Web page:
In a recent deposition to the Supreme Court in the Aadhaar case, Unique Identification Authority of India (UIDAI) Chief Executive Officer Ajay Bhushan Pandey submitted his Aadhaar records. Rather embarrassingly, he has suffered a 19 per cent failure rate in the past six months. His own system refuses to verify his identity roughly one out of five times.
Pandey has made 26 authentication attempts since November last year. One was with a telecom company, eight with two banks, and the remaining 17 attempts on internal UIDAI servers related to UIDAI EKYC, internal monitoring, and services. Five of these attempts resulted in failure. Four of those attempts used the OTP (one-time password) sent to his registered mobile number, while the fifth failure came from his only attempt to use biometrics.
Multiply a 19 per cent failure rate by a population of 1.2 billion. The number will be mind-bogglingly large. If every Aadhaar user is forced to make a verification attempt once a year, there will be roughly 228 million failures per annum.
Double-digit failure rates are not at all uncommon. One of the petitions in the case refers to failures of authentication under Section 7 of the Aadhaar Act (“Targeted Deliveries of Financial and Other Subsidies Benefits and Services”). There is a failure rate of about 12 per cent under Section 7, amounting to 144. 8 million failures so far.
Every false negative or failure in Section 7 authentication makes it likely that somebody has been denied some benefit or subsidy to which she or he is entitled. Every false positive (and we don’t know how many there are) opens the system up to some sort of fraud.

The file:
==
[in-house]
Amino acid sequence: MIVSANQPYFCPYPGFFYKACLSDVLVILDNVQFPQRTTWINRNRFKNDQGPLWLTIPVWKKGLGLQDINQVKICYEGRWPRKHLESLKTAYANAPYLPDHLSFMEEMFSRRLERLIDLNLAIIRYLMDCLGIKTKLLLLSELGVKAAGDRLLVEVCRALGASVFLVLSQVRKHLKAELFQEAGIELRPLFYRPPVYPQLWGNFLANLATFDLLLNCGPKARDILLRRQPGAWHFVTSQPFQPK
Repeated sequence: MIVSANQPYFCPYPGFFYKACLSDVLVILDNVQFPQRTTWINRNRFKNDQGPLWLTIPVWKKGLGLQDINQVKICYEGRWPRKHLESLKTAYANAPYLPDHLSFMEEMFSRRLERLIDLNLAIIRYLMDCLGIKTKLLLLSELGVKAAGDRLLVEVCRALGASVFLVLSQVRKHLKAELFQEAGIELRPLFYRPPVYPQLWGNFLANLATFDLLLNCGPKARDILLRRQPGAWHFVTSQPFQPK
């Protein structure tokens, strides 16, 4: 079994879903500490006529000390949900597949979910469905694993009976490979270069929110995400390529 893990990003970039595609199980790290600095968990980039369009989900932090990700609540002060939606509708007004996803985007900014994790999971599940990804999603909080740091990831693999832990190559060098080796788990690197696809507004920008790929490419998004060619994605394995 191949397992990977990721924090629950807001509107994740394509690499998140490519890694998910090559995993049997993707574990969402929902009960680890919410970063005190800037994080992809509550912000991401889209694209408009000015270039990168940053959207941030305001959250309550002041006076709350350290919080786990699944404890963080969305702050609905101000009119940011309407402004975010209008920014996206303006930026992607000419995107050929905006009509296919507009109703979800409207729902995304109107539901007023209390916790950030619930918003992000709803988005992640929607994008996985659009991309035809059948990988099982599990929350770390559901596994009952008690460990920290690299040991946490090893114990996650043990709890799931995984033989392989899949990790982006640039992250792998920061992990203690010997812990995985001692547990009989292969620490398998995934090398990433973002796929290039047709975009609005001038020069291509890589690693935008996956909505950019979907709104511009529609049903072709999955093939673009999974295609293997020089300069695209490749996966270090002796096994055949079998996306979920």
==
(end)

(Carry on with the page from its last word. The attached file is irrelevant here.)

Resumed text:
Locking biometrics so as to prevent these being used for authentication is supposedly more safe. But the locking/unlocking of biometrics can only be done via an OTP sent to a registered mobile number. If the biometrics are locked, the only remaining form of authentication is the OTP.
If a handset is stolen or mislaid, or the sim of the mobile number is cloned, the Aadhaar-holder is open to other forms of cyber-impersonation. Every mobile telecom service provider has a database of hundreds of millions of Aadhaar users, with their Aadhaar numbers linked to registered mobile numbers.
It is not difficult to obtain the details of the individual’s Aadhaar and registered phone number. The entire list of sign-ups was being sold for just Rs 500 a short while ago. It is also not difficult to clone a sim to generate a registered mobile number. On an average day, 120-odd phones are reported as stolen or lost to the Delhi police. The number across India would be many multiples. Sim-cloning frauds have already occurred.
At the same time, there appears to be a leak per day. The latest exposes a government database that processes applications made for PAN cards using Aadhaar as the ID document. Again, this sort of thing enables even more in the way of cyber-impersonation and fraud.
So let’s recap. The Aadhaar CEO suffers an authentication failure rate of 19 per cent or enjoys a success rate of 81 per cent, if you want a positive spin. Section 7 authentications to disburse benefits and subsidies have a failure rate of 12 per cent — that is why people have starved to death. If you unlock your biometrics, you are open to fraud via moulded plastic fingerprints (yes, these have occurred). If you lock biometrics, you are vulnerable to your phone being lost or stolen, or a cloned sim authentication attack.
So why is this system still being touted as the best thing since sliced bread? Part of it is the sunk-cost. The Bharat Sarkar has pushed a lot of resources into this great experiment and, like any government, is unwilling to admit that it’s become an unworkable leaky disaster.
The second possible reason was explained way back in 2009 by a retired chief of the Intelligence Bureau. In an interview, the former IB chief said Aadhaar was “actually designed to flush out aliens and unauthorised people. With this system, people can be located anywhere because all databases will be connected”. That gentleman is now National Security Adviser.